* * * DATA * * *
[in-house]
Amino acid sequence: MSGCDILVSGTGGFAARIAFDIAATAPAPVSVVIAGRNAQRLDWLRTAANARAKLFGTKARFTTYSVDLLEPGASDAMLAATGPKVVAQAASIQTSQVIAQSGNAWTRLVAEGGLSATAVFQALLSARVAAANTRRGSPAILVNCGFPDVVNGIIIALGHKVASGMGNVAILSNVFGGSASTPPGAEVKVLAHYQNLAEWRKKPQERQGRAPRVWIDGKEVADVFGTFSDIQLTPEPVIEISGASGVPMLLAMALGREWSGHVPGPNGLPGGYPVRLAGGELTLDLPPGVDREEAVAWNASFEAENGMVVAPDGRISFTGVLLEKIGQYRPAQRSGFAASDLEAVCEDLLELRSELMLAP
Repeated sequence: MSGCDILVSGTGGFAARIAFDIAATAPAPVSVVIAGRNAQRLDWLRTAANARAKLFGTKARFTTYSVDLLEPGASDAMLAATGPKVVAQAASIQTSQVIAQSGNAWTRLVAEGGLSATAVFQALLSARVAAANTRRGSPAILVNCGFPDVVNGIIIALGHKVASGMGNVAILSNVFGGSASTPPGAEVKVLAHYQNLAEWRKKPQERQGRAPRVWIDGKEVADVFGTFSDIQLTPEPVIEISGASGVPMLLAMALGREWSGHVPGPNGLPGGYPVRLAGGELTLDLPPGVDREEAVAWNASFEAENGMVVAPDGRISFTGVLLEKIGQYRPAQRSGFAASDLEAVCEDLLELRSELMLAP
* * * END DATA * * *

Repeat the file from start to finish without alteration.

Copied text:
[in-house]
Amino acid sequence: MSGCDILVSGTGGFAARIAFDIAATAPAPVSVVIAGRNAQRLDWLRTAANARAKLFGTKARFTTYSVDLLEPGASDAMLAATGPKVVAQAASIQTSQVIAQSGNAWTRLVAEGGLSATAVFQALLSARVAAANTRRGSPAILVNCGFPDVVNGIIIALGHKVASGMGNVAILSNVFGGSASTPPGAEVKVLAHYQNLAEWRKKPQERQGRAPRVWIDGKEVADVFGTFSDIQLTPEPVIEISGASGVPMLLAMALGREWSGHVPGPNGLPGGYPVRLAGGELTLDLPPGVDREEAVAWNASFEAENGMVVAPDGRISFTGVLLEKIGQYRPAQRSGFAASDLEAVCEDLLELRSELMLAP
Repeated sequence: MSGCDILVSGTGGFAARIAFDIAATAPAPVSVVIAGRNAQRLDWLRTAANARAKLFGTKARFTTYSVDLLEPGASDAMLAATGPKVVAQAASIQTSQVIAQSGNAWTRLVAEGGLSATAVFQALLSARVAAANTRRGSPAILVNCGFPDVVNGIIIALGHKVASGMGNVAILSNVFGGSASTPPGAEVKVLAHYQNLAEWRKKPQERQGRAPRVWIDGKEVADVFGTFSDIQLTPEPVIEISGASGVPMLLAMALGREWSGHVPGPNGLPGGYPVRLAGGELTLDLPPGVDREEAVAWNASFEAENGMVVAPDGRISFTGVLLEKIGQYRPAQRSGFAASDLEAVCEDLLELRSELMLAP